Boston, MA -- Researchers at The Forsyth Institute and Massachusetts General Hospital in Boston and Universidade Federal de Sao Paulo (UNIFESP) in Brazil have successfully used tissue-engineering techniques to regenerate rat tooth crowns.
The advance follows Forsyth’s widely-publicized regeneration of pig tooth crowns in 2002 and adds evidence that it may, one day, be possible to grow new human teeth from an individual’s own cells.
“We are very excited because mammalian systems tend to operate in similar ways,” said Pamela Yelick, PhD, Assistant Member of the Forsyth Staff and the principal investigator. “Having regenerated teeth of a second mammalian species allows us to hope for similar success with human teeth.”
In their newly reported work, the Forsyth team found that it was possible to maintain individual tooth-forming cells in culture for six days before implanting them— thus demonstrating that adult dental stem cells can give rise to tooth crowns containing dentin and enamel and indicating that it might be possible to expand enough such cells in culture to grow full-sized teeth.
The advances are reported in the July 2004 Journal of Dental Research, which also includes a British team’s article on the use of non-dental stem cells to grow tooth primorida in mice and an editorial describing “the immense potential” for regenerative and tissue-engineering applications to dentistry.
In the words of Dominick P. DePaola, DDS, PhD, The Forsyth Institute’s President and Chief Executive Officer, “This groundbreaking science heralds a revolution in dentistry, in which biological tools will increasingly replace mechanical ones. ”
Paulo Augusto de Lima Pontes, MD, PhD, coordinator of the UNIFESP Post-Graduation Department of Otorhinolaryngology and Head and Neck Surgery, said: “ The results shown by the Forsyth-MGH- UNIFESP team promise new therapeutic options in dental medicine.”
In bioengineering rat teeth, the scientists used techniques similar to those previously used at Forsyth to form pig teeth. In both sets of experiments, researchers “seeded” cells obtained from immature teeth of animals onto biodegradable polymer scaffolds. The scaffolds were then implanted in the abdomen of rat hosts. Within three-to-six months, depending on the particulars of the experiment, small, recognizable tooth crowns formed.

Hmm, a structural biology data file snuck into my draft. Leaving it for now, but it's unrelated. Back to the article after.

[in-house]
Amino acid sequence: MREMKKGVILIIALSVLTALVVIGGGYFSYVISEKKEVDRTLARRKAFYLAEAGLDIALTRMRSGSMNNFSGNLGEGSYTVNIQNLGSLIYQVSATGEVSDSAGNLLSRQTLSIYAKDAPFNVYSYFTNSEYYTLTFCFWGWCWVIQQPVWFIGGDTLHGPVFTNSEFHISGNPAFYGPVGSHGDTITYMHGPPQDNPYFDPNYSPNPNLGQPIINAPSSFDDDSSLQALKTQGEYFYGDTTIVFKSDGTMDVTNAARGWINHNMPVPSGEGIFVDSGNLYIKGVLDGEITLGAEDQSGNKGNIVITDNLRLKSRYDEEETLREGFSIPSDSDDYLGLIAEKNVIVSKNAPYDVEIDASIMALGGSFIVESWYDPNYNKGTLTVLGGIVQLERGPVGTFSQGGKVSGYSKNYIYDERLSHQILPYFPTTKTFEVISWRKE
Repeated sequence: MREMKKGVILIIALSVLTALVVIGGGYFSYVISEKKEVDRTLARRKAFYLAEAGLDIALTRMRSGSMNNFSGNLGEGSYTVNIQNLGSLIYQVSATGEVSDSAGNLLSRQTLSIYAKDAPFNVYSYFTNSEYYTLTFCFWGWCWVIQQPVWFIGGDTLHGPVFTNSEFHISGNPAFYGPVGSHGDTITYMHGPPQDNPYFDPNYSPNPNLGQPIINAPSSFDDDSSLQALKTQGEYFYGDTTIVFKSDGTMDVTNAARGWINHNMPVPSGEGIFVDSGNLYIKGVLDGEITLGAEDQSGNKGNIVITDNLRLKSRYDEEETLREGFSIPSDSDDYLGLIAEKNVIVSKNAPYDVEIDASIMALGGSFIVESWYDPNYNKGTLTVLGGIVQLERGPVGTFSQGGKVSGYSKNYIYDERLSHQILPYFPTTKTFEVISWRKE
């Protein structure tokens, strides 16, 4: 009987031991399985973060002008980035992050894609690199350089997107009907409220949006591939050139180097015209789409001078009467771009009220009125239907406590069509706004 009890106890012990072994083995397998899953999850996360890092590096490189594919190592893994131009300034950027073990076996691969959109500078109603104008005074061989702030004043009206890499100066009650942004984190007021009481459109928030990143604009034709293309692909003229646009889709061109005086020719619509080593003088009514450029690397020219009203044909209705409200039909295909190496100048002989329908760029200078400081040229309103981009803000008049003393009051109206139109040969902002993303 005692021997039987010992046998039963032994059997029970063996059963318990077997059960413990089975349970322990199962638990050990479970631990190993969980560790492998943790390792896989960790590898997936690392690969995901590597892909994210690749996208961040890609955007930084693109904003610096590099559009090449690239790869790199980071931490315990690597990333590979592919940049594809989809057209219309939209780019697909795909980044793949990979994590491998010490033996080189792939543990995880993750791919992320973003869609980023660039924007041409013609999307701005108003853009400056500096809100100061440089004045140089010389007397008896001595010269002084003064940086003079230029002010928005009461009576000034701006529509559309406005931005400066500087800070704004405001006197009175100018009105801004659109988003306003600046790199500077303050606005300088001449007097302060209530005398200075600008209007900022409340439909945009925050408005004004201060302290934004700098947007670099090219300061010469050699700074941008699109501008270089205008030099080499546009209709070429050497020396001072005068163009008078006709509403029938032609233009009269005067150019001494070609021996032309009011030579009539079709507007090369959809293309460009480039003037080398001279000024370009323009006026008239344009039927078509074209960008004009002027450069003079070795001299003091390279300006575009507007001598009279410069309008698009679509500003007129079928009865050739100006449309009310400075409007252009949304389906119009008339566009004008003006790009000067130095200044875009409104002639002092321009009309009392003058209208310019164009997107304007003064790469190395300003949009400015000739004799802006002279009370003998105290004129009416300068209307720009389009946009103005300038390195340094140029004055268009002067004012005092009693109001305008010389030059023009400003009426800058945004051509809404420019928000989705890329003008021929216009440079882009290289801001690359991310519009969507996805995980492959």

Previously, Forsyth researchers had grown small teeth from dissociated pig molar buds, but could not be certain that the new teeth had not emerged from "clumps" of incompletely dissociated tooth tissue. In the newly reported work, the scientists grew individual, dissociated tooth bud cells in culture before implanting them.
In both sets of experiments, the Forsyth scientists used “adult” dental stem cells, which give rise only to dental tissue. They did not use “embryonic” stem cells, which can be induced to form a variety of different tissue types.
According to Monica T. Duailibi, DDS, PhD, the paper’s first author, “Our results show that individual tooth progenitor cells can interact on scaffolding to form tooth crowns and that it might be possible to culture enough dental stem cells to grow full-sized teeth.” Dr. Duailibi conducted the work at Forsyth along with Silvio E. Duailibi, DDS, PhD, when both were doctoral candidates at UNIFESP. Both are currently post doctoral researchers in the UNIFESP Department of Otorhinolaryngology and Head and Neck Surgery.
The scientists’ goal is to develop methods for replacing lost or missing human teeth by growing new teeth, in an individual’s jaw, from an individual’s own cells.
They are currently working on the possibility of growing new teeth in a mammalian jaw, and are beginning to work with human tooth tissues. “Within a year, we expect to determine whether the methods we use to regrow animals’ teeth will be useful in regenerating human teeth,” Yelick said. “If the methods prove effective, it will be at least seven years before they can be tested clinically in humans.”
In the words of collaborator Joseph P. Vacanti, MD, "Dr. Yelick and the combined team have made enormous progress towards the development of an engineered living tooth. As more knowledge is gained into the biologic and genetic mechanisms of tooth development, rational approaches in building living teeth from stem cells are now progressing from imagination into reality". Dr. Vacanti is Chief of the Department of Pediatric Surgery; Surgeon-in-Chief, Hospital for Children; Director of Pediatric Transplantation, and Director of the Laboratory for Tissue Engineering and Organ Fabrication, all at Massachusetts General Hospital.
According to Bruce Donoff, DMD MD, Dean of the Harvard School of Dental Medicine, “Having helped fund this important research, we are proud to be collaborators in this future direction of dentistry. These advances are moving the field from technique-driven restoration to those based on biological solutions through regeneration. The possible impact on dental practice and oral health is far-reaching.”
In addition to Drs. Yelick, Duailibi, and Vacanti, team members included Conan S. Young, PhD and John D. Bartlett, PhD of the Department of Cytokine Biology at The Forsyth Institute.
The research was funded by the Harvard School of Dental Medicine and the Center for Integration of Medicine and Innovative Technology, with additional support from CAPES (Coordenação de Aperfeiçoamento de Pessoal de nível Superior); UNIFESP; and The Forsyth Institute.
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